From the California Progress Report.
By Dean Preston
Imagine that you pay your rent faithfully for years and then one month something extraordinary happens and you need to pay late. That’s exactly what recently happened to a Los Angeles tenant named Jorge, a former Marine and automotive tech who lived in his rent-controlled apartment for thirteen years with his wife and three children paying rent timely each month. In February, the family was not able to pay the rent until the 10th of the month, and conscientiously advised the landlord of the situation.
The landlord responded with a three-day notice to pay or quit and immediately filed an eviction action, refusing to accept this one-time late payment of rent. The tenants now have an eviction on their record and will likely become homeless. When the judge at trial noted that the landlord’s actions were extremely harsh, the landlord’s lawyer replied, “that is what the law permits.”
Unfortunately, the landlord’s lawyer is right. Under California law, tenants have no right to pay after the expiration of a three-day pay or quit notice to maintain their tenancy. Tenants who are just four days late on rent can be thrown out of their homes notwithstanding their willingness to pay rent, even if they have lived there for years.
Assemblymember Tom Ammiano (D- San Francisco) has authored AB 265 to address such unfair evictions. His bill cleared a major hurdle last week when it passed the Assembly Judiciary Committee despite an intensive lobbying effort by landlord groups. The bill would provide tenants being evicted for nonpayment the right to pay the rent due and specified costs during eviction proceedings in order to “redeem” the tenancy and prevent eviction. Similar rights exist in over a dozen states, but not in California.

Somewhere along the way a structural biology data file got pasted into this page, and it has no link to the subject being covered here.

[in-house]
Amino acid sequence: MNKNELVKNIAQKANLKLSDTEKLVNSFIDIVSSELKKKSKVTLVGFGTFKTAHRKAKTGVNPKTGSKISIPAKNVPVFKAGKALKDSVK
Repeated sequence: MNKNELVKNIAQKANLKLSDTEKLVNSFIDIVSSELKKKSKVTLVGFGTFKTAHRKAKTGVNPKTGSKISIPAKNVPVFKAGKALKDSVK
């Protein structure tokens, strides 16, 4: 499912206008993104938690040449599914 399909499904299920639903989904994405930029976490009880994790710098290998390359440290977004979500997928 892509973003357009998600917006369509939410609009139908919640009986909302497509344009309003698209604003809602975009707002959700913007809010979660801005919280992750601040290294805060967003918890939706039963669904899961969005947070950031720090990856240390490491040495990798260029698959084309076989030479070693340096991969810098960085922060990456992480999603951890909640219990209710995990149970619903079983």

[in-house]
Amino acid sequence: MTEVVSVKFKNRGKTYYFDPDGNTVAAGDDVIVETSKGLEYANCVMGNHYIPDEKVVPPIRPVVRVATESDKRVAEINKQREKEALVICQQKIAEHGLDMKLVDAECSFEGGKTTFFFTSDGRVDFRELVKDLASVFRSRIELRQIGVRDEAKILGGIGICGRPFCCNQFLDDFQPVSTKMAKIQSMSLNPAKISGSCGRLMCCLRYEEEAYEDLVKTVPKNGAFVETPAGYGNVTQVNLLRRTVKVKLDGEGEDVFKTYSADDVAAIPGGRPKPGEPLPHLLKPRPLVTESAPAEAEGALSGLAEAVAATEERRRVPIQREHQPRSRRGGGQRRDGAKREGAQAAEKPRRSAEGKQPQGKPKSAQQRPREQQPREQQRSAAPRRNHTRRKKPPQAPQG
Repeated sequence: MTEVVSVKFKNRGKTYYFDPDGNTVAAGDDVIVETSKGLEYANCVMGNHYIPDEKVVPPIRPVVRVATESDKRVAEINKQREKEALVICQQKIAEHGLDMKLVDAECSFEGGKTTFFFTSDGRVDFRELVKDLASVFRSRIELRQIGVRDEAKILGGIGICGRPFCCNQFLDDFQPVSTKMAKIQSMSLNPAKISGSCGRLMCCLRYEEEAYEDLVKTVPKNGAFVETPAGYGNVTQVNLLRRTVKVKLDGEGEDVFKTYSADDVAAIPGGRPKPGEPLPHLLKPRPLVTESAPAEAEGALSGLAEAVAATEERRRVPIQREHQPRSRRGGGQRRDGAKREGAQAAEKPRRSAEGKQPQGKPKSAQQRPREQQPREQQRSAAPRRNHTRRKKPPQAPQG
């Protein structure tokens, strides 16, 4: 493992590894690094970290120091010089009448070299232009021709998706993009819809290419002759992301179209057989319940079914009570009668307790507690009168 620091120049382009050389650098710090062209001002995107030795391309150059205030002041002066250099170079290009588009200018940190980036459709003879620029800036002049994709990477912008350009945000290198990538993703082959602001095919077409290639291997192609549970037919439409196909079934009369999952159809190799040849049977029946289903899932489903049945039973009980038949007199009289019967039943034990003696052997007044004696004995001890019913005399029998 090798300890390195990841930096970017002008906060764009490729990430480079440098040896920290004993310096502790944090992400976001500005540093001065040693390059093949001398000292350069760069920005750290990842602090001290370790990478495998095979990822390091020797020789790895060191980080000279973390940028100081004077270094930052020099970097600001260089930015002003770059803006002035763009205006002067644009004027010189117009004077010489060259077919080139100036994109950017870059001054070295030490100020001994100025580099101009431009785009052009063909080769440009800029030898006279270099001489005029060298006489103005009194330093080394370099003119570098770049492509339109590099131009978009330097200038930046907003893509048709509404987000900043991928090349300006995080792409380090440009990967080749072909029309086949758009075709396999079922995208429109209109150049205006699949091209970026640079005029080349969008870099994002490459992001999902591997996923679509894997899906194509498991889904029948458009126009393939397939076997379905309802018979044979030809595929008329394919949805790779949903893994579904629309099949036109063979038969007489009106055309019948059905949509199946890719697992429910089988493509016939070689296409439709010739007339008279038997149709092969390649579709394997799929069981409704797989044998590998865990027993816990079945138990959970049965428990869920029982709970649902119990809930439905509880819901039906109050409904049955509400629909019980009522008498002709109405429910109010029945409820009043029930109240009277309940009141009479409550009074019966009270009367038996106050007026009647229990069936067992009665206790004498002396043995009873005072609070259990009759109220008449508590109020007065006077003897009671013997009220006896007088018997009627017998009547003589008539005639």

“With the second highest rents in the nation, California tenants are suffering in the current economy,” noted Ammiano. “Despite their best efforts, some tenants cannot pay the rent on time, but with the help of family, friends or nonprofit rental assistance programs are able to come up with the money soon after it is due. These tenants should be protected from eviction.”
A right to redemption already exists under California law for property owners (including landlords) who default on mortgage payments. A landlord who fails to make mortgage payments that are due has months in which to pay up and retain their rights to the property, but a tenant has a mere three-day period in which to pay any and all rent due or face eviction.
The Judiciary Committee voted 6-3 to move the bill to the full Assembly for a vote. Assemblymember Toni Atkins (D-San Diego) broke with her fellow Democrats on the Committee to oppose the bill.
AB 265 will prevent unnecessary and unfair evictions without creating any hardship for landlords. The bill deserves broad support.
Dean Preston is the Executive Director of Tenants Together, California’s statewide organization for renters’ rights. Tenants Together is the sponsor of AB 265. For more information about Tenants Together, visit www.TenantsTogether.org.